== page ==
Managing an unusual conflict in the Caribbean - Intercultural Insights
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Managing an unusual conflict in the Caribbean
September 20, 2016

As part of the Akteos games, Jean-Luc Martin shared an anecdote which is both humorous yet serious at the same time concerning the management of a conflict in the Caribbean.

He highlighted the need to always consider local cultures including ancestral beliefs in the power of supernatural forces.

The correct use of quimbois when managing a conflict in the Caribbean

A few years ago, when I was serving as a commanding officer in a national service regiment stationed in Martinique, I was faced with a rather “peculiar” management situation.

An unusual personal conflict

AntillesOne morning, my assistant called me in to settle what he described as a “little problem”. In reality, there were no shortage of problems as our role as a military unit assigned to the French ministry for the overseas territories was to assist young adults from the French overseas departments and collectivities who were facing social exclusion. Usually originating from deprived areas in Fort de France, these youths were often likeable but sometimes difficult to manage.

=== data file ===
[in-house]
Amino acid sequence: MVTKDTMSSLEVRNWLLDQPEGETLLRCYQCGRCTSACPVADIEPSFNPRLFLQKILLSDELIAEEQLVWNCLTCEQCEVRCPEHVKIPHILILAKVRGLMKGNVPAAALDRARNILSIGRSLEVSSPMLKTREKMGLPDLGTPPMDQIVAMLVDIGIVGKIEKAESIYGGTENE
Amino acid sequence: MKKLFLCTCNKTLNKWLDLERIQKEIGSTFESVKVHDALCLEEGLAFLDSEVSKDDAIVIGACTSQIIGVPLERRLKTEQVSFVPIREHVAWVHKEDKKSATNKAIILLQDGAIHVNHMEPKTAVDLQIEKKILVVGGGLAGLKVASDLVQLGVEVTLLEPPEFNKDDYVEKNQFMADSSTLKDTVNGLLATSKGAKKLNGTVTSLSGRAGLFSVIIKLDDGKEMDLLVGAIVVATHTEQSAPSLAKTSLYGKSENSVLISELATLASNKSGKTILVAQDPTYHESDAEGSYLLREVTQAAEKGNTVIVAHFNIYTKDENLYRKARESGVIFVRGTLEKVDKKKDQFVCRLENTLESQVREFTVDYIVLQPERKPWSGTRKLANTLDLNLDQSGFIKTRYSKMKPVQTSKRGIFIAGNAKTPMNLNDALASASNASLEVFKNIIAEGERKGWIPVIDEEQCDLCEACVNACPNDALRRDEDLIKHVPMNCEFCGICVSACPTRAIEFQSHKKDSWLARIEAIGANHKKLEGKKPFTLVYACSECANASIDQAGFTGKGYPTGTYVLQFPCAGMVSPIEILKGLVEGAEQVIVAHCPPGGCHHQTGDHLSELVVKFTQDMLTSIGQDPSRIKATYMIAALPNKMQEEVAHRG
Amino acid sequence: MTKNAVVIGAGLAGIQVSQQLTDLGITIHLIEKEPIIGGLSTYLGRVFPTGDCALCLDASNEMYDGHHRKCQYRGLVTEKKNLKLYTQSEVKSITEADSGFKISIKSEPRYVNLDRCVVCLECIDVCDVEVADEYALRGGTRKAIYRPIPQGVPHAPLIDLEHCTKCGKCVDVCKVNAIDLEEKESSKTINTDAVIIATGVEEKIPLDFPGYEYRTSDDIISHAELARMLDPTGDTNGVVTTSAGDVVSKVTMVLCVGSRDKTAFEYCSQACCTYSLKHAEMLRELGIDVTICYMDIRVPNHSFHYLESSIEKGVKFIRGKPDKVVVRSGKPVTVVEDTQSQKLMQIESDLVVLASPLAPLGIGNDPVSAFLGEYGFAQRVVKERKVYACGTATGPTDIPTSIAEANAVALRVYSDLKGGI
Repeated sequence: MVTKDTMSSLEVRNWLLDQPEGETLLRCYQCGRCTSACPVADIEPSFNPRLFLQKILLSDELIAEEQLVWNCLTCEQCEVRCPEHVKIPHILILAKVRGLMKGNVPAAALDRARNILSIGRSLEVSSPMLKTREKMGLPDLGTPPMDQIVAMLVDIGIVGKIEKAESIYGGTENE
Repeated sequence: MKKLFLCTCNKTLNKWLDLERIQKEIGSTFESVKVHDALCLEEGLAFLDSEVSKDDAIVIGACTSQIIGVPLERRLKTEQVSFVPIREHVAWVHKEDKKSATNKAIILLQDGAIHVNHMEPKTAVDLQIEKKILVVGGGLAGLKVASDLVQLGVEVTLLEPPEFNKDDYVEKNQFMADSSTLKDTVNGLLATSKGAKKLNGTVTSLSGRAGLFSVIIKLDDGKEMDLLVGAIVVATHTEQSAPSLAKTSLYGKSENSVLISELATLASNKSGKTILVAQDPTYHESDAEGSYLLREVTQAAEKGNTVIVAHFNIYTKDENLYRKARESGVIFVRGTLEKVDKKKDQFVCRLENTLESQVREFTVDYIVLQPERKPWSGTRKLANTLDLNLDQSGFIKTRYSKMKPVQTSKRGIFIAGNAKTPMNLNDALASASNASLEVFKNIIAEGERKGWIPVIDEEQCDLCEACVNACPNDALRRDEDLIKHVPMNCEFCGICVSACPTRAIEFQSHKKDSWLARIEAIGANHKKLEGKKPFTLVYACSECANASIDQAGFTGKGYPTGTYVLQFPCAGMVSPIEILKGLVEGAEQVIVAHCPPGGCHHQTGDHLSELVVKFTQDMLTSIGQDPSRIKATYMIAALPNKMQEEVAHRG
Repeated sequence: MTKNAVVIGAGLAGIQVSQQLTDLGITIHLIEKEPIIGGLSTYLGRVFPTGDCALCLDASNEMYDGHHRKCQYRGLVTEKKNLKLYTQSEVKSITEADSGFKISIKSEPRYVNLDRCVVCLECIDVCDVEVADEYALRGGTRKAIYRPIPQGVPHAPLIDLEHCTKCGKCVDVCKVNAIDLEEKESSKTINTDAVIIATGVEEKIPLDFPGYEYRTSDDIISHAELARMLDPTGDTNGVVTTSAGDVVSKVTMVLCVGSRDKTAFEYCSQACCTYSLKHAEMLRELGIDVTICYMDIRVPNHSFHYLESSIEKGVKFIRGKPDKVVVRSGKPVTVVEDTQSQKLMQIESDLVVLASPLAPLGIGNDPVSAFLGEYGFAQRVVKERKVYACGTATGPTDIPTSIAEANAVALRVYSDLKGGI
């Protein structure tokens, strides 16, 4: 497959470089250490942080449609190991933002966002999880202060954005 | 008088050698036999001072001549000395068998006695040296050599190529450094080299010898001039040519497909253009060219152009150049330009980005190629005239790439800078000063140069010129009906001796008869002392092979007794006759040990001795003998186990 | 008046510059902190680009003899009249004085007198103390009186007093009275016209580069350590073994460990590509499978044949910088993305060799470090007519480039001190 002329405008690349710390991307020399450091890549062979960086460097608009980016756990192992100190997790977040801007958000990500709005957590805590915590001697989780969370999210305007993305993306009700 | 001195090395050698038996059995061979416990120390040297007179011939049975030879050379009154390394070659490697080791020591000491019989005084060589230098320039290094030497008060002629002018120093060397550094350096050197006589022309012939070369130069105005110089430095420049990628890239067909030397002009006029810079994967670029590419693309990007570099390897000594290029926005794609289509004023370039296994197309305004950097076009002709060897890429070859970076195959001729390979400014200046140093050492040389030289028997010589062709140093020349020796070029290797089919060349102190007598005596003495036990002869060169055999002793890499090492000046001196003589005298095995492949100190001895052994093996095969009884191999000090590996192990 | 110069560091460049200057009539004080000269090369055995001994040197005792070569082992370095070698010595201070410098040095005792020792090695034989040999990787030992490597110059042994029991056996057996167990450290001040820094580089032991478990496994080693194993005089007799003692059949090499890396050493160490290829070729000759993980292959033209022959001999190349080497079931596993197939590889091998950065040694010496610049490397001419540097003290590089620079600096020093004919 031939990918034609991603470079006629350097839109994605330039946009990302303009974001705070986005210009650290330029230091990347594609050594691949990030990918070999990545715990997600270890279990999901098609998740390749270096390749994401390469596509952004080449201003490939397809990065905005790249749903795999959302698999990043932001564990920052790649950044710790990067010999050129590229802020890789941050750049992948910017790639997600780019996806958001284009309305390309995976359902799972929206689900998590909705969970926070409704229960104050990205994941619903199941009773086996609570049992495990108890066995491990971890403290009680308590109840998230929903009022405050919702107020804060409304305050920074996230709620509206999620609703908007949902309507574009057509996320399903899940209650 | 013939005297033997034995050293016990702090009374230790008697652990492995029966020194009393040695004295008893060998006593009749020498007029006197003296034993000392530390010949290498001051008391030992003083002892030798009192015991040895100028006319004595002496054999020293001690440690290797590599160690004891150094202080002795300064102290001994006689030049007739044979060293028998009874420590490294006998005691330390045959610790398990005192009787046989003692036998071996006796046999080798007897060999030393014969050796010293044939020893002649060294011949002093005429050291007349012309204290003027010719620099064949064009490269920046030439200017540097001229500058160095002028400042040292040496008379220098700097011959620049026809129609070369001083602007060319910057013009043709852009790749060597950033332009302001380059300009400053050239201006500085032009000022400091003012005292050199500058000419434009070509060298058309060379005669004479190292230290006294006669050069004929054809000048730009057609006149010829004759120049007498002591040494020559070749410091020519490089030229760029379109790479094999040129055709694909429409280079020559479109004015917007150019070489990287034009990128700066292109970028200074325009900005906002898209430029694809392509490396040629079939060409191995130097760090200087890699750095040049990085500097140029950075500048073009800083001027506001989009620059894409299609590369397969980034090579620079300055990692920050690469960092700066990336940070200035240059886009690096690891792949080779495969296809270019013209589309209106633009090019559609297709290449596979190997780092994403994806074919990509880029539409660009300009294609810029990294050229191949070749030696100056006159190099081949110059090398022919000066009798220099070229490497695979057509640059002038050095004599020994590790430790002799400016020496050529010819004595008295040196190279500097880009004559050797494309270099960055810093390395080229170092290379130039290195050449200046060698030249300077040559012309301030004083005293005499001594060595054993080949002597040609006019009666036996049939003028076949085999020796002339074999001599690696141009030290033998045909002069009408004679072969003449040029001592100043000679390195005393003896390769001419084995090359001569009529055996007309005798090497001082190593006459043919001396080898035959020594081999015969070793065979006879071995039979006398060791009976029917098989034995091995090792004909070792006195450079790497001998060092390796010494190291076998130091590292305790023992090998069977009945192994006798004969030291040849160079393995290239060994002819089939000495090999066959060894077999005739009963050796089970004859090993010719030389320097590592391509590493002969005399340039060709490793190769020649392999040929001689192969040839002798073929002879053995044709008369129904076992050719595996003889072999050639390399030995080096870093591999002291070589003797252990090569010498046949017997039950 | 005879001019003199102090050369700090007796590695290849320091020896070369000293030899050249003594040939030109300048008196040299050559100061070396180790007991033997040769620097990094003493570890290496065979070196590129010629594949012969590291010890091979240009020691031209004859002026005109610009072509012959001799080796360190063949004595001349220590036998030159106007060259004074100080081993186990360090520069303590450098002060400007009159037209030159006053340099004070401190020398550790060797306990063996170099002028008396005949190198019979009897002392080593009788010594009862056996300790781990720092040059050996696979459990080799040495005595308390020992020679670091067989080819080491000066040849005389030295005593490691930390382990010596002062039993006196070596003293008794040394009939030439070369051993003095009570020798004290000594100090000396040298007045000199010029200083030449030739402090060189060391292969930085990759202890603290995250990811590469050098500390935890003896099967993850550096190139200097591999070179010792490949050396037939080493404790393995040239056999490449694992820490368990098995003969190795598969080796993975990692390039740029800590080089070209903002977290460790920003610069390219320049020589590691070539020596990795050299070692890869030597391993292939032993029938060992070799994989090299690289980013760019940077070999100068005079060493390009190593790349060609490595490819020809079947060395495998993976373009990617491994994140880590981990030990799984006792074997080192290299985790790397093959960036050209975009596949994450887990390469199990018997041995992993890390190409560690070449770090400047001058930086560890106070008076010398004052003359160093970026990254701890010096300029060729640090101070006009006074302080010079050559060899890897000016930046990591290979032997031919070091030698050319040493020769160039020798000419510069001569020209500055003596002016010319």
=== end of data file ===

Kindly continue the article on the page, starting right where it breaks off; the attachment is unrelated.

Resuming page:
When I entered my assistant’s office, on one side of the room I saw a trainee in uniform with a large sticking plaster on her cheek, accompanied by her clearly upset mother. On the other side of the room a second female trainee taking refuge behind my assistant and clearly terrified of the mother’s fulminations.

Following an argument over a boy, one of the girls had slashed her rival’s face with a carpet knife to punish her for “stealing” her boyfriend. Unable to defend herself physically, the injured girl had turned for help to her mother, a Saint-Lucian, considered locally as a powerful witch. This explained the very real terror expressed by the aggressor: “Colonel, she’s a witch! Punish me but prevent her from putting a spell on me, she’ll kill me!”

Special situations require special solutions

Faced with a situation which was definitely not covered in the management manuals, I had two options open to me :

  • Remain rational (and act in line with the law) by sending the protagonists away and tell the injured girl to make a complaint. The problem here was that this would lead to further social exclusion for the guilty party and could be seen as ridiculing beliefs which are taken very seriously locally.